Q & A with Paul di Resta
|By Simon Strang||Sunday, September 11th 2011, 10:08 GMT|
Paul di Resta is prediction a very close battle for the points in Italy after just missing out on a Q3 slot on Saturday.
AUTOSPORT caught up with the Force India driver ahead of the race.
Q. Frustrated or happy?
Paul di Resta: I think fairly happy. Unfortunate I think is the word to use. You look for your tow. You try your best to try and get around a car that's reasonably in sight to try and pick up that whatever of a kilometre. Senna's obviously has obviously got lucky and got one off Lewis on an in-lap. The lap was as good as it was good as it was going to be because I could two laps exactly the same within a hundredth. He beat me by seven thousandths. It maybe puts me in a better position tomorrow for tyre choice and strategy.
Q. Does slipstream play a really big part in it?
PDR: If you are in sight of a car it can make a bit of a difference yeah. But again it's a sacrifice. How close do you want to be a car through the Lesmos, Ascari and the Parabolica.
Q. Do you think it is going to be easy to pass?
PDR: I don't think it is going to be as easy as people think. But having said that there are cars out there that have got massive amounts of top speed. Look at the Renault, they can almost be 10ks quicker than us. They have obviously chosen a very long gear and a very small wing, you can see that the second element is pretty small.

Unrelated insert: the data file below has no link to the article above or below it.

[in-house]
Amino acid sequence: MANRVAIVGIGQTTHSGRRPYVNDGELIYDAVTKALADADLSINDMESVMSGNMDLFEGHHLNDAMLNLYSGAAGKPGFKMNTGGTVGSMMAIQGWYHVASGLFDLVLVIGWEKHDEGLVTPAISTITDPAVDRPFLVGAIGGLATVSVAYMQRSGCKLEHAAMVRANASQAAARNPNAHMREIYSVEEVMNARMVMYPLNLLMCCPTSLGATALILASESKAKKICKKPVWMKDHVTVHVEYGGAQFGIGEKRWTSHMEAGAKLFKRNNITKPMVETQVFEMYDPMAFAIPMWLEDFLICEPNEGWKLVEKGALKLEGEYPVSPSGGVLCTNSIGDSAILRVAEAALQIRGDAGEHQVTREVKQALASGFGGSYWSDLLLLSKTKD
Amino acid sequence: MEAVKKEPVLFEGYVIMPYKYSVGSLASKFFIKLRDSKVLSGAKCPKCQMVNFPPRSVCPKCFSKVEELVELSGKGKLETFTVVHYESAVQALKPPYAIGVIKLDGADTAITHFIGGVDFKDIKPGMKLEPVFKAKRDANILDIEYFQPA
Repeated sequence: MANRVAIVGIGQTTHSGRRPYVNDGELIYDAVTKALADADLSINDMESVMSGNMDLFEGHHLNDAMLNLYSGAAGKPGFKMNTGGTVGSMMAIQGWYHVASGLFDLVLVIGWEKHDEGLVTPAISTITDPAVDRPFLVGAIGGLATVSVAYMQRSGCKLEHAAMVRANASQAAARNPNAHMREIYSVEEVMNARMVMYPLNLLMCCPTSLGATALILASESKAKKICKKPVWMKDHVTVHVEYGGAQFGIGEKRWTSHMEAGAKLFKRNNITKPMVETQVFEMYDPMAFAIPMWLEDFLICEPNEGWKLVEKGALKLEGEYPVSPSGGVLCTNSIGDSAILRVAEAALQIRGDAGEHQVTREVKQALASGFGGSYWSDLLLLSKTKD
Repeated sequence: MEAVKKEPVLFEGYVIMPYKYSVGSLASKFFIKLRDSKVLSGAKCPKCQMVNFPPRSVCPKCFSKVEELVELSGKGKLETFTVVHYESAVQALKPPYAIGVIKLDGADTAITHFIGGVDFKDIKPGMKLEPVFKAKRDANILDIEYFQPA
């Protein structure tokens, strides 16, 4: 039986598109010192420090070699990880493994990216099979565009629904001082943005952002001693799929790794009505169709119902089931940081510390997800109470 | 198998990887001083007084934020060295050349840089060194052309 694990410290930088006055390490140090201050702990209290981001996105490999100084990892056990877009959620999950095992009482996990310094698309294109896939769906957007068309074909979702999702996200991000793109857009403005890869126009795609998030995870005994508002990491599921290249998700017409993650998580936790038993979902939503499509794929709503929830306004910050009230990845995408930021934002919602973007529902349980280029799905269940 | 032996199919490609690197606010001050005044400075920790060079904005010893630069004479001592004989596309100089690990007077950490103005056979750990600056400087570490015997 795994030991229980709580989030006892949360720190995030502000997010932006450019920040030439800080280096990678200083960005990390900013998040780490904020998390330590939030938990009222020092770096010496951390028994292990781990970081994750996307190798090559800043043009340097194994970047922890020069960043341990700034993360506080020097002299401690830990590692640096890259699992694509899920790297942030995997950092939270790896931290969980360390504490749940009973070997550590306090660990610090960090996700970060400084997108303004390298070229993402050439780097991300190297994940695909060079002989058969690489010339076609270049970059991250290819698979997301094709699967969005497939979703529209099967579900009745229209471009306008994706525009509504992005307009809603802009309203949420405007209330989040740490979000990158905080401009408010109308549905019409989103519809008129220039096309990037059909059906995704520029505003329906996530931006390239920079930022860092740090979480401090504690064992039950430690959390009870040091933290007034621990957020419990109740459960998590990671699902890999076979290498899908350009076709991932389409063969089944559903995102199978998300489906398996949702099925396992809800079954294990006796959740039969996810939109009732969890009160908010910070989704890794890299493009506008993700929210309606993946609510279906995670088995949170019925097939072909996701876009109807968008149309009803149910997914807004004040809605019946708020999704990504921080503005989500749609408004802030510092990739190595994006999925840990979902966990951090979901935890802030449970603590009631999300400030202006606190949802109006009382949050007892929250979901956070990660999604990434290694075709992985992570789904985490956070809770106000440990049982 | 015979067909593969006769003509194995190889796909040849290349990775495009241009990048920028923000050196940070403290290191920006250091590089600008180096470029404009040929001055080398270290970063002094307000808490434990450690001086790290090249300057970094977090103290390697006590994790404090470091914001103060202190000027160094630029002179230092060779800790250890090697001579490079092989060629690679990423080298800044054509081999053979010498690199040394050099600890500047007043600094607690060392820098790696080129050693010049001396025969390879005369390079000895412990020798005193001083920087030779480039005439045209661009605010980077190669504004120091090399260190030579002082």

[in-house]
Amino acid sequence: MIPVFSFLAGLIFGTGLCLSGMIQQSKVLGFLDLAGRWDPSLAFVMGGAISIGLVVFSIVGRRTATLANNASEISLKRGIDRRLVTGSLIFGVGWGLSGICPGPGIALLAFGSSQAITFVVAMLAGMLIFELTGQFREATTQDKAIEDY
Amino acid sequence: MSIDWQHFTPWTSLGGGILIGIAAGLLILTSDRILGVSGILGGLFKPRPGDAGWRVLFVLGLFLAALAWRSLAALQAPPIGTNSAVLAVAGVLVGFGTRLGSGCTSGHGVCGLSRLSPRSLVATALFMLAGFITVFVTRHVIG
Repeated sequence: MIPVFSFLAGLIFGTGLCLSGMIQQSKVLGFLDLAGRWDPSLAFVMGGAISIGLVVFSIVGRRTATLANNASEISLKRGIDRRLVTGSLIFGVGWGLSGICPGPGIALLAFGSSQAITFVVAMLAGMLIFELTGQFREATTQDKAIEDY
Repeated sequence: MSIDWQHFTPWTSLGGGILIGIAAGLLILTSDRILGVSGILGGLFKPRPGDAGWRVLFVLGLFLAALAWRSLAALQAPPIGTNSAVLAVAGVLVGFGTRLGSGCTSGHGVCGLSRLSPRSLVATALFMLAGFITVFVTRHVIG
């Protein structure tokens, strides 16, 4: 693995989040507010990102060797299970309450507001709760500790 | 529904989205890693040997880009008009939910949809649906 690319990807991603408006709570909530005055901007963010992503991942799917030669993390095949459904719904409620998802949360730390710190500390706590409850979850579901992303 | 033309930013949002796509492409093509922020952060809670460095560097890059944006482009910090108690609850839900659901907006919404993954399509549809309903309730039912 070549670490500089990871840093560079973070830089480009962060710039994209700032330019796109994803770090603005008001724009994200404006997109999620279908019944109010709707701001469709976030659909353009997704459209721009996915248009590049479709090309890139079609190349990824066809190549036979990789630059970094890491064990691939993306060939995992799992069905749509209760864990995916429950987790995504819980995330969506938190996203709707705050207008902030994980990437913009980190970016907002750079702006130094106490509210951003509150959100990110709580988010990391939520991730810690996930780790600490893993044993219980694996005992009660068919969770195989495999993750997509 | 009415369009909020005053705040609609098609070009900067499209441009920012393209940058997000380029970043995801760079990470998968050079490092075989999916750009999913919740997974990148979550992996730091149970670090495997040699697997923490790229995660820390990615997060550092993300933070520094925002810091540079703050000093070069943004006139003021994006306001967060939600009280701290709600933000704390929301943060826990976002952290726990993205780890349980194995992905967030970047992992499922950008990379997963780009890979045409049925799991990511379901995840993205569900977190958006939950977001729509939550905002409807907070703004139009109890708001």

Q. With that in mind can you still fight them tomorrow?
PDR: I think our long runs were pretty good. We made a change which transformed the car - even over a single lap - and it should be better for tyre wear so I am fairly optimistic. But there is cars behind us that are equally going to be quick. And I have got a set of tyres saved and hopefully that will be a crucial part. I think we will have a fight on our hands to score points. It won't be as easy by any means as some of the grands prix leading up to this. It's going to be a tough battle all the way.
Q. Have you guys experienced any blistering problems?
PDR: I won't comment on that.